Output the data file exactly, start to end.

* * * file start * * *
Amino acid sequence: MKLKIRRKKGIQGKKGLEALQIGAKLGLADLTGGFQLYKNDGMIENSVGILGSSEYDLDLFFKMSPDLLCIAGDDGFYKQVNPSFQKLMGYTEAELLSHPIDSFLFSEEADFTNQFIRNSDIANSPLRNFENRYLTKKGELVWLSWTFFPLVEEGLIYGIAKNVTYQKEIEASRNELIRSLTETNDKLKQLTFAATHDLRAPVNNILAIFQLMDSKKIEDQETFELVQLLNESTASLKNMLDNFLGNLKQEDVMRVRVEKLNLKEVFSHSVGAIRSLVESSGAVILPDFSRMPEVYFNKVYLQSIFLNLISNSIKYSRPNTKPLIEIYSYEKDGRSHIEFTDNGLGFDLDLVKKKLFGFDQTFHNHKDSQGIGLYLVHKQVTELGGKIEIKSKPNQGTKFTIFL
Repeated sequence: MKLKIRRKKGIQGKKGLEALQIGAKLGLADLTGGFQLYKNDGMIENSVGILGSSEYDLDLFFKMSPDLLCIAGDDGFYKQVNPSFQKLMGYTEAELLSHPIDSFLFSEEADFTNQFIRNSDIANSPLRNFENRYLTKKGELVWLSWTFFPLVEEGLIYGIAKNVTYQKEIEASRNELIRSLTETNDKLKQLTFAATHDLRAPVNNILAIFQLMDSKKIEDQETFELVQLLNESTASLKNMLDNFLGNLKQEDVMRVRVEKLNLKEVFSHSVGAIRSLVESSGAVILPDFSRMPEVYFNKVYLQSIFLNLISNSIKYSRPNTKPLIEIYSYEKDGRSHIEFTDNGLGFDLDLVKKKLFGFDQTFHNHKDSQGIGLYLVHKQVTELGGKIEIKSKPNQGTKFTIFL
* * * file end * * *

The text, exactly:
Amino acid sequence: MKLKIRRKKGIQGKKGLEALQIGAKLGLADLTGGFQLYKNDGMIENSVGILGSSEYDLDLFFKMSPDLLCIAGDDGFYKQVNPSFQKLMGYTEAELLSHPIDSFLFSEEADFTNQFIRNSDIANSPLRNFENRYLTKKGELVWLSWTFFPLVEEGLIYGIAKNVTYQKEIEASRNELIRSLTETNDKLKQLTFAATHDLRAPVNNILAIFQLMDSKKIEDQETFELVQLLNESTASLKNMLDNFLGNLKQEDVMRVRVEKLNLKEVFSHSVGAIRSLVESSGAVILPDFSRMPEVYFNKVYLQSIFLNLISNSIKYSRPNTKPLIEIYSYEKDGRSHIEFTDNGLGFDLDLVKKKLFGFDQTFHNHKDSQGIGLYLVHKQVTELGGKIEIKSKPNQGTKFTIFL
Repeated sequence: MKLKIRRKKGIQGKKGLEALQIGAKLGLADLTGGFQLYKNDGMIENSVGILGSSEYDLDLFFKMSPDLLCIAGDDGFYKQVNPSFQKLMGYTEAELLSHPIDSFLFSEEADFTNQFIRNSDIANSPLRNFENRYLTKKGELVWLSWTFFPLVEEGLIYGIAKNVTYQKEIEASRNELIRSLTETNDKLKQLTFAATHDLRAPVNNILAIFQLMDSKKIEDQETFELVQLLNESTASLKNMLDNFLGNLKQEDVMRVRVEKLNLKEVFSHSVGAIRSLVESSGAVILPDFSRMPEVYFNKVYLQSIFLNLISNSIKYSRPNTKPLIEIYSYEKDGRSHIEFTDNGLGFDLDLVKKKLFGFDQTFHNHKDSQGIGLYLVHKQVTELGGKIEIKSKPNQGTKFTIFL